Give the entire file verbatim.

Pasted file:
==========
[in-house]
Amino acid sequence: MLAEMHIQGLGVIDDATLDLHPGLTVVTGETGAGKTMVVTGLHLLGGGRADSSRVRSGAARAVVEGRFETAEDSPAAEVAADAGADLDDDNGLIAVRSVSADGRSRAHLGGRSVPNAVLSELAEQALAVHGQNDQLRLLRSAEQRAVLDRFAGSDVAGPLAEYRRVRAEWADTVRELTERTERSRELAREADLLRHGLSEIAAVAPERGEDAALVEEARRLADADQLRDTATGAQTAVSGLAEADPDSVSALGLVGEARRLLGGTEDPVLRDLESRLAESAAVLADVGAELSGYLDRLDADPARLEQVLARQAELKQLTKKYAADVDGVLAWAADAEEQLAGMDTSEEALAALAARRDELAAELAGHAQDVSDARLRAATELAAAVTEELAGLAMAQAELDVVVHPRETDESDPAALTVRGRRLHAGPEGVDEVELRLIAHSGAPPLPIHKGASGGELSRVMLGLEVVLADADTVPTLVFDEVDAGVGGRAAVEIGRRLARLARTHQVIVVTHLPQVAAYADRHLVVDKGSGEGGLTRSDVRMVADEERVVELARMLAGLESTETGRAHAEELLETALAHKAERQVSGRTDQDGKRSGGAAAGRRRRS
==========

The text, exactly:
[in-house]
Amino acid sequence: MLAEMHIQGLGVIDDATLDLHPGLTVVTGETGAGKTMVVTGLHLLGGGRADSSRVRSGAARAVVEGRFETAEDSPAAEVAADAGADLDDDNGLIAVRSVSADGRSRAHLGGRSVPNAVLSELAEQALAVHGQNDQLRLLRSAEQRAVLDRFAGSDVAGPLAEYRRVRAEWADTVRELTERTERSRELAREADLLRHGLSEIAAVAPERGEDAALVEEARRLADADQLRDTATGAQTAVSGLAEADPDSVSALGLVGEARRLLGGTEDPVLRDLESRLAESAAVLADVGAELSGYLDRLDADPARLEQVLARQAELKQLTKKYAADVDGVLAWAADAEEQLAGMDTSEEALAALAARRDELAAELAGHAQDVSDARLRAATELAAAVTEELAGLAMAQAELDVVVHPRETDESDPAALTVRGRRLHAGPEGVDEVELRLIAHSGAPPLPIHKGASGGELSRVMLGLEVVLADADTVPTLVFDEVDAGVGGRAAVEIGRRLARLARTHQVIVVTHLPQVAAYADRHLVVDKGSGEGGLTRSDVRMVADEERVVELARMLAGLESTETGRAHAEELLETALAHKAERQVSGRTDQDGKRSGGAAAGRRRRS